11

If I am talking about a particular place/city, should I be asking

“Gibt es einen Supermarkt?”

or

“Hat es einen Supermarkt?”

What is the difference between the two? A formal explanation of when to use es gibt and es hat would be really nice.

  • 4
    It basically depends on whether you are in Switzerland (or some other regions) that use "hat es" – Hulk Sep 25 '15 at 5:44
  • @Hulk : So what can be the exact translation for it? Can it be Is there a supermarket or can it also be used in situations where I need to ask Do you have fish – Vini Sep 25 '15 at 5:57
  • 1
    Related, possible duplicate: german.stackexchange.com/questions/3178/… If the comments are considered part of the question, not exactly a duplicate, else, yes. – Stephie Sep 25 '15 at 6:22
11

Gibt es [a certain facility]? is standard German and hence universally correct.

Phrasing the question as Hat es …? is a dialect variant that I would expect to hear in southern areas.


Edit after reading comments:

Taking into account the above dialect varieties of geben/haben, in southern areas:

  • gibt es
    signifies a general statement, something always or routinely available or on offer while
  • hat es
    is used for specific instances, e.g. right now or the availability of something at the moment of asking. So

Gibt es Fisch?

asks whether fish is on the menu (generally or today), but not necessarily signals your intent to buy some (implicitly, yes …)

Hat es Fisch?

asks whether a serving of fish can be ordered or bought right now.

  • Comments moved to chat. – Wrzlprmft Sep 25 '15 at 12:33
  • About »southern areas«: Maybe you mean »areas in the south-west« like Switzerland and Swabia. But sentences like »Hat es Fisch?« are not in use in Austria, which is in the south and south-east of German sprachraum. – Hubert Schölnast Sep 26 '15 at 7:33
  • @HubertSchölnast Yes, that matches the findings of the "Atlas der Alltagssprache", yet OP claims to have heard this in Bavaria. Am aa bit undecided, am considering an edit for clarification. – Stephie Sep 26 '15 at 7:54
6

The only important difference is a regional one. As a non-native speaker who does not target a specific region, always use es gibt. In Switzerland, and if you want also colloquially in the south-west of Germany, you may want to prefer es hat. See here for a distribution map. Both versions are understood everywhere, but es gibt is the supraregional standard.

Es hat probably derives from a calque of French il y a. At least this would explain its distribution.

Regarding the meaning: Es hat has no more to do with having than es gibt has to do with giving. Both expressions just mean there is/are with no special connotations. (The same applies to French il y a.) Unlike English, where you can make the word there in there is revert to its original meaning by stressing it, not even stressing gibt or hat has any effect beyond stressing the existence of something. (Nobody ever stresses es except when correcting a misunderstanding after someone misheard the word.)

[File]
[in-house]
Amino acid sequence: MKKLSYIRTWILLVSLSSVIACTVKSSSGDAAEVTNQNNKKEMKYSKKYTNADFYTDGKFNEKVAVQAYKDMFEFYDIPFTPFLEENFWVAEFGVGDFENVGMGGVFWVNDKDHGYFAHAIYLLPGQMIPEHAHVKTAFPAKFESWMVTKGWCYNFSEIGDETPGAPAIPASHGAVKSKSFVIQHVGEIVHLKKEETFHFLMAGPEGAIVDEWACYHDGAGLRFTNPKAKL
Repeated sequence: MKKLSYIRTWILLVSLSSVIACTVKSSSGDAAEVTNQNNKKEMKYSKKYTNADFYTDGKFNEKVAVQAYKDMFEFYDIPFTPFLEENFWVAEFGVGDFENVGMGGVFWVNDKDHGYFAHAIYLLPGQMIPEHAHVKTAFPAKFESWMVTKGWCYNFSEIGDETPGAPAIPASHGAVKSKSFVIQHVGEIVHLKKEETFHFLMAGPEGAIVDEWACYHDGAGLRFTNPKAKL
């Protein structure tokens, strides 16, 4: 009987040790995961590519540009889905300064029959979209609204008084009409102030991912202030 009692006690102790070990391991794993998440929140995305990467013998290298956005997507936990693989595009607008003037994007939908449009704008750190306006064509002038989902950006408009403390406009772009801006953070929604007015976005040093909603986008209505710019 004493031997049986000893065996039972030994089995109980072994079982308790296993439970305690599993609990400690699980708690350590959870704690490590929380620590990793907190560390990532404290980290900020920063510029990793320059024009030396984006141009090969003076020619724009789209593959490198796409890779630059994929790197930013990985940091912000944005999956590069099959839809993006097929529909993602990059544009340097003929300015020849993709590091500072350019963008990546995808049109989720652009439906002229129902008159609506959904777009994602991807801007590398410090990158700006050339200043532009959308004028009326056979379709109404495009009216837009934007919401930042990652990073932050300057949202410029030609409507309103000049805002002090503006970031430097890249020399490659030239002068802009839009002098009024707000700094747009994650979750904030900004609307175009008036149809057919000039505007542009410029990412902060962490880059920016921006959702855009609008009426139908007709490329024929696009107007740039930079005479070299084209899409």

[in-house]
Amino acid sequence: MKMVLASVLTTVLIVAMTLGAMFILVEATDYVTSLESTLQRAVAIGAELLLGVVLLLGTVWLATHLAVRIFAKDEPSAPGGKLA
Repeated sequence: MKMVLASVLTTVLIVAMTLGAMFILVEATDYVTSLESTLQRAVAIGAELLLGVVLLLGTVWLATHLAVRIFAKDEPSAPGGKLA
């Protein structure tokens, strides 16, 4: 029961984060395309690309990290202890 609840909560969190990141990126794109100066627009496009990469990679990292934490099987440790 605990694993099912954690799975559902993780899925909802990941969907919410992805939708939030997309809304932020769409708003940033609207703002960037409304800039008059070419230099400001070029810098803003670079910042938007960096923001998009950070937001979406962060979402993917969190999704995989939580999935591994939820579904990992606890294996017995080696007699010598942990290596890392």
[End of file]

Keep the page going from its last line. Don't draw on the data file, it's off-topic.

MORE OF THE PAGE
In regions in which both variants are in use, naturally es hat is more common in colloquial speech and es gibt is more common in somewhat elevated registers. This easily explains the distinction that Stephie added in a post scriptum after some commenters pointed it out: In a philosophical treatise, it’s always “es gibt”, but when talking about the fridge content in those regions it’s always “es hat”. General existence of something in a shop or on a menu is an intermediate case that will be handled differently depending on where you are located on the “es gibt”—“es hat” dialect continuum. (Unfortunately the discussion was confusing because the more special haben Sie was also considered.)

  • So at a shop any of the two forms can be used and both are right. Are there any special scenarios where one of them should only be used.. Because as far as i have heard and know German is full of exceptions – Vini Sep 25 '15 at 9:47
  • In a shop you would normally prefer haben Sie?. In English you would definitely prefer do you have? or have you got? to is/are there? In German the same principle applies, but gibt/hat es? is more acceptable then you would believe coming from English. – Hans Adler Sep 25 '15 at 13:13
  • is there any particular instance where gibt es should only be used? I once translated to get this(i really don't remember the input) Gibt es eine Bushaltestelle am Marktplatz.. In this instance Hat es is also right? – Vini Sep 25 '15 at 13:18
  • Again, if you are not planning to live in Switzerland or write exclusively for Swiss people, just forget about using es hat. In Switzerland it's correct whenever es gibt is correct (of course that includes your example), but it makes absolutely no sense to use it outside the proper region for it. And when you are in the region for it, it's (almost -- see last paragraph of my answer) entirely a question of register. – Hans Adler Sep 26 '15 at 9:28

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